07:38 GMT22 June 2021
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    Sweden's parliament has recommended cutting arms exports to countries that it considers to be undemocratic as part of plans to emphasize the importance of human rights issues in relation to trade. The moves have highlighted the differences between Sweden and other western countries on the issue.

    Under the proposals, Sweden would be the first country in the world to introduce specific sets of democratic criteria when it comes to exporting weapons, by judging countries individually, based on their civil and political rights, and the nature of their democratic institutions.

    "A country's democratic status will be a central condition for an export permit," politician Hans Wallmark said while presenting a committee report on the issue.

    Prime Minister Stefan Lovren's government has taken a keen interest in ensuring that human rights concerns are central to its foreign policy. 

    And while many have praised the stance, it has also attracted criticism from others who believe the government's actions could hurt the country's economy.

    Sweden is the world's 12th biggest arms exporter, with the industry employing thousands of people and accounting for over $1 billion worth of the country's exports.

    While human rights issues are currently addressed in Sweden's arms export policy, lawmakers have argued that existing arrangements are too weak and new, binding laws need to be introduced, with fresh proposals to be tabled by the government within a year. 

    The government's stance has already seen Sweden cancel a defense agreement with Saudi Arabia worth billions of dollars, after criticism of Riyadh's human rights record led to a diplomatic row between the countries.

    As part of other human rights-based decision taken by the government, Sweden broke ranks with other western nations and became the second western European country to officially recognize the state of Palestine, which sparked criticism from Israel.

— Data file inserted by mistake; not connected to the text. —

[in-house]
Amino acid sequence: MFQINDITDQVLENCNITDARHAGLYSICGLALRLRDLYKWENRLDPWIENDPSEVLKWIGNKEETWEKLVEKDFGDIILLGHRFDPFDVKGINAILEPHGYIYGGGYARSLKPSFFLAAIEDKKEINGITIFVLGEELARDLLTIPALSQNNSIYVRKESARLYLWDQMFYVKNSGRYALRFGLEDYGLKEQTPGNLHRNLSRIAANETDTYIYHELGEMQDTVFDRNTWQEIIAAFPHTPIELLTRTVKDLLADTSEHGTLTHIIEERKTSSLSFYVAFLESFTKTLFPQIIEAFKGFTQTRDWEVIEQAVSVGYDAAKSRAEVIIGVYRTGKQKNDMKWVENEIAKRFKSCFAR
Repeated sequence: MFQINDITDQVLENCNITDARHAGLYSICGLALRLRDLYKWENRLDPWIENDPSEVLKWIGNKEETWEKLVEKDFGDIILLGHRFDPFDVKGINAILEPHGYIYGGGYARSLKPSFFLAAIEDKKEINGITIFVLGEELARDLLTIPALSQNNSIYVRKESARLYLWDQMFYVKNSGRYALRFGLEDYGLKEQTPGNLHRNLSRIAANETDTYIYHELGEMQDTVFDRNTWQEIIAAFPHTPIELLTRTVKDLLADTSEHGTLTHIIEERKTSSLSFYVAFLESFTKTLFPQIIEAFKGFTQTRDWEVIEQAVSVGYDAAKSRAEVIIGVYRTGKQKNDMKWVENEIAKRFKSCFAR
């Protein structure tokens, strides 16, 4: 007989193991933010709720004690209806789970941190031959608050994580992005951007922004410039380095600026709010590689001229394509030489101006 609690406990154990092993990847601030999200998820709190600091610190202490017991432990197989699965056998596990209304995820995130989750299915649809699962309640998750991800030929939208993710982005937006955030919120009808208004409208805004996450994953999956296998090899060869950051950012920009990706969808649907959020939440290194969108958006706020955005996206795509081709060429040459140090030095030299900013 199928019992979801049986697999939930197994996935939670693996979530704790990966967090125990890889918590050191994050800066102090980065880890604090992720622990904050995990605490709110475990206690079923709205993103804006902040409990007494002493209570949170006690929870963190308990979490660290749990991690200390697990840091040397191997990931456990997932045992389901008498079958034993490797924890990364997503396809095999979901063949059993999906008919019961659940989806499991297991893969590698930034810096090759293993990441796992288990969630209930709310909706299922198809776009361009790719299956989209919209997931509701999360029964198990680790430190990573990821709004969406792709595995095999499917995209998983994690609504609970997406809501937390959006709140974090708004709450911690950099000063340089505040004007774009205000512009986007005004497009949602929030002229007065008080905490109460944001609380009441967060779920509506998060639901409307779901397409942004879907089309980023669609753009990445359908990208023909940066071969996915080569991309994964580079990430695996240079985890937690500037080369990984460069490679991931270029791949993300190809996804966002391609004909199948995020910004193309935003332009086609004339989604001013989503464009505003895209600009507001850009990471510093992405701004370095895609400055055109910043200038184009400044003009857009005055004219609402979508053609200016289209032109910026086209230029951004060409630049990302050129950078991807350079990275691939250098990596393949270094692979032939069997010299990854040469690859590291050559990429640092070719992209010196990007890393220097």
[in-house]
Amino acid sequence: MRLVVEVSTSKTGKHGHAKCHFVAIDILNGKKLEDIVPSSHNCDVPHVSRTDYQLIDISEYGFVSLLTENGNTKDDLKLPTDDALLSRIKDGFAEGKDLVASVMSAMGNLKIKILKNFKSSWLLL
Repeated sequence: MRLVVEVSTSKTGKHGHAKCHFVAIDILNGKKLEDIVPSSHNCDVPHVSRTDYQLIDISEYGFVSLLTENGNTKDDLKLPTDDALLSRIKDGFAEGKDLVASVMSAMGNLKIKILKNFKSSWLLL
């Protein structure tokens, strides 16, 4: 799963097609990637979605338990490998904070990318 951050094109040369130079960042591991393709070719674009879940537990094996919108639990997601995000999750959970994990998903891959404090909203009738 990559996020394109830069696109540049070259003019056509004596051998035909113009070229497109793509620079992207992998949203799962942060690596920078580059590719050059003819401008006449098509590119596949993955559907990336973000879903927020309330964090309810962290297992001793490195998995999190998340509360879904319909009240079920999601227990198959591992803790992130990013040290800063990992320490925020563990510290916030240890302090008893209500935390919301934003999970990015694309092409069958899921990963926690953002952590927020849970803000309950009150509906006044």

Swedish Approach Highlights Global Difference

    Sweden's stance of putting human rights concerns before financial gain has been praised by many activists across the world, however it also highlights the distinct differences employed by Stockholm and other western nations when it comes to arms exports.

    While Sweden canceled a defense contract with Saudi Arabia in March, the US and UK have continued to import weapons into the Gulf country, with Washington in October announcing a new arms export contract with Saudi officials worth $1.75 billion. 

    Campaigners in both the US and Britain have called on their governments to limit or halt the export of arms to Saudi Arabia, given the country's questionable human rights record.

    Exports to Israel have also been a strong source of criticism for both Washington and London, particularly given last year's Israeli's military offensive in Gaza which resulted in the deaths of more than 2,200 Palestinians, most of whom were civilians.

    Despite Israel being accused of committing war crimes over the bombing of residential areas in Gaza, and being in breach of international law in regards to the occupation of the West Bank, Britain has continued to strike arms deals with the country, totaling $66 million over the past five years. 

    Along with Israel and Saudi Arabia, the issue of the West's relationship with the Gulf kingdom of Bahrain is another factor that has drawn into question Britain's commitment to human rights.

    Civil rights NGO Human Rights Watch (HRW) has labeled the human rights situation in Bahrain as "critical" following what it describes as the "brutal crackdown on pro-democracy protesters" in 2011.

    Despite reports of prisoner abuse and doctors being tortured by government officials for simply treating wounded protesters, the UK has increased its arms exports to the country and announced that it had signed a "landmark" agreement to establish a permanent British naval base in the kingdom.

    These agreements have led to widespread condemnation of the actions of the UK and US, with Sweden's new approach further highlighting the vastly different arms export policies, posing the question of whether some countries are willing to put cash before human rights.


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    civilian deaths, military equipment, arms export, military, human rights, defense, weapons, Sweden, US, United Kingdom, Saudi Arabia
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